In a hurry candles and lanterns where hauled together to lit up the things we were about to eat.
Strangely, natural lights attracts a lot of strange bugs. Not musquitos or something, but I had almost also eaten several crickets, rocket bees and those green sticky creatures that kept landing on my fork.
Amapondo, a good place to become a vegetarian?
To be honest, after this dinner I didn't feel that well either, but I kept ignoring the issue around my stomach.
I met up with Adrian Van Der Merwe, who is the in-house architect and artist, who had created the zappy bar at Amapondo and was now ordered to create a new internet lounge at Amapondo's. And internet is very rare here, I can tell you.
But I did notice Adrian's notebook and stumbled on some awesome portraits. And believe me, he was good. Before I knew I was telling him about my travels and how I got around in South Africa, and he was portraiing me from the other side of the bar. We got into deep talks about his life as a portrait, living on the streets of London and Paris and how there always is some magic thing between the person who gets himslef portraied and the artist.
After half an hour I was stunned again. One of the guests passed by and told Adrian that there was more off me on paper than in real life. And examinig the drawing he made of me, I totally had to agree. I have to watch my ego now, haha.
But still it was a big thing for me to see myself portraited like this. It was so real and someway to unreal. It was me there. Wow!
Around 10pm Adrian took me along to get me to an internet cafe. I was getting desperate as I had not been able to update my website for over seven days now. I was out of disks for my camera and really had to process emails. They had been piling up for days!
We walked the half an hour to a little house in the middle of the jungle, but along the beach. One half-stoned man called Adam was using one of the three computers that were connected to a laptop. This was the local internet cafe and probably the only one in a 100-km area. And only one computer worked.
Adam was quite addicted to his chatting, so Adrian and I had to talk him in to letting me use the connection for a while - oh please? It's so important to Ramon. After a while, after he had made us coffee, Adam walked outside the house for a pee in the garden and never returned.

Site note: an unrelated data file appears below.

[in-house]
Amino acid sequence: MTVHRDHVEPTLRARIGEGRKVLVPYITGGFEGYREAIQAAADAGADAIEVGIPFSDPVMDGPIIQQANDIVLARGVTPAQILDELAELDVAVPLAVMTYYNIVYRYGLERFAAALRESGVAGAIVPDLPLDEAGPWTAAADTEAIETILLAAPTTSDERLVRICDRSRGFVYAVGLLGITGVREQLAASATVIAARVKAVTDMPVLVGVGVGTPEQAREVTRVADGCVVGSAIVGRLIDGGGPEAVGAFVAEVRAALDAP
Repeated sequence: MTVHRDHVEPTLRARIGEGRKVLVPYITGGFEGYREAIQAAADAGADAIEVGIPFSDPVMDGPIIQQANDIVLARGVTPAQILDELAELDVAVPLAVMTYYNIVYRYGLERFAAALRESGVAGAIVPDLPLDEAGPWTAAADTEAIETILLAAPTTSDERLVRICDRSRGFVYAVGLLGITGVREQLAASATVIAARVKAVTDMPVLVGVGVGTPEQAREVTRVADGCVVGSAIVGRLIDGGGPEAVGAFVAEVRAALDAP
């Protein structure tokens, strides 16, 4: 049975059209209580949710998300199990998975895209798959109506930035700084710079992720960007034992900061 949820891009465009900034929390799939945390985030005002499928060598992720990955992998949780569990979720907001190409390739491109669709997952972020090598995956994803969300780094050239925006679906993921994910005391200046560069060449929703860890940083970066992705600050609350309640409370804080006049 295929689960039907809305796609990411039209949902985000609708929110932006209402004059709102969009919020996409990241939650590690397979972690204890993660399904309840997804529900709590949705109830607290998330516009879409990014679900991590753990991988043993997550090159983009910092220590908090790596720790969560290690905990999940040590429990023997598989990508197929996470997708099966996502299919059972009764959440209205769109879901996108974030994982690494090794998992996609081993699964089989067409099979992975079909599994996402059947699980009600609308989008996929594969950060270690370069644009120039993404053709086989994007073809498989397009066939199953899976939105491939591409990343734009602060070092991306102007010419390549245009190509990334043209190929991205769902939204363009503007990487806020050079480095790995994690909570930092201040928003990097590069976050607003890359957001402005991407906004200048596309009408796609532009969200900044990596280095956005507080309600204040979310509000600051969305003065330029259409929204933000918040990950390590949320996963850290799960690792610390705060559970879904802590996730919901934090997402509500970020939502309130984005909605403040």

So I settled myself behind his computer and checked some 500 emails and read some very inspiring postings on the messageboard. I wasn't going to be able to upload my photographs as there wasn't a floppy drive around. And writing a report would take me to long, I didn't want to let Adrian wait on me that long.
When we got ready to leave, Adrian suddenly appeared again. "Ready?" "Yes, thank you."
"It's okay," he said and without any further contact he settled himself behind his chatbox again. When we had just walked some 25 meters from the internet house, we heard a big scream, followed by some interesting swearings that even taught me a few new words... "Probably he lost his internet connection," Adrian laughed.
Back at the lodge, I told Grec I would be on my leave again tomorrow. And I saw he was a bit disappointed with that. I arrived here late in the afternoon and would leave again somewhere the next morning, without seeing anything of the area - except from the Lily Lodge. "Stay another day and you can go to the beach tomorrow or take a hike to the Blow Hole. And I am sure you'd be able to use the internet all day tomorrow."
And with these words in my head I decided to stay. And it wasn't only because of his words, it was also my stomach.
Later in bed, in one of the dorms, I felt my stomach creating human milkshakes and I was sweating my head off. This wasn't a good thing.
And I didn't know if I had to puke soon or later. Or not at all. Or would I. Or not? Aaah!
G-g-good night Port St. Johns!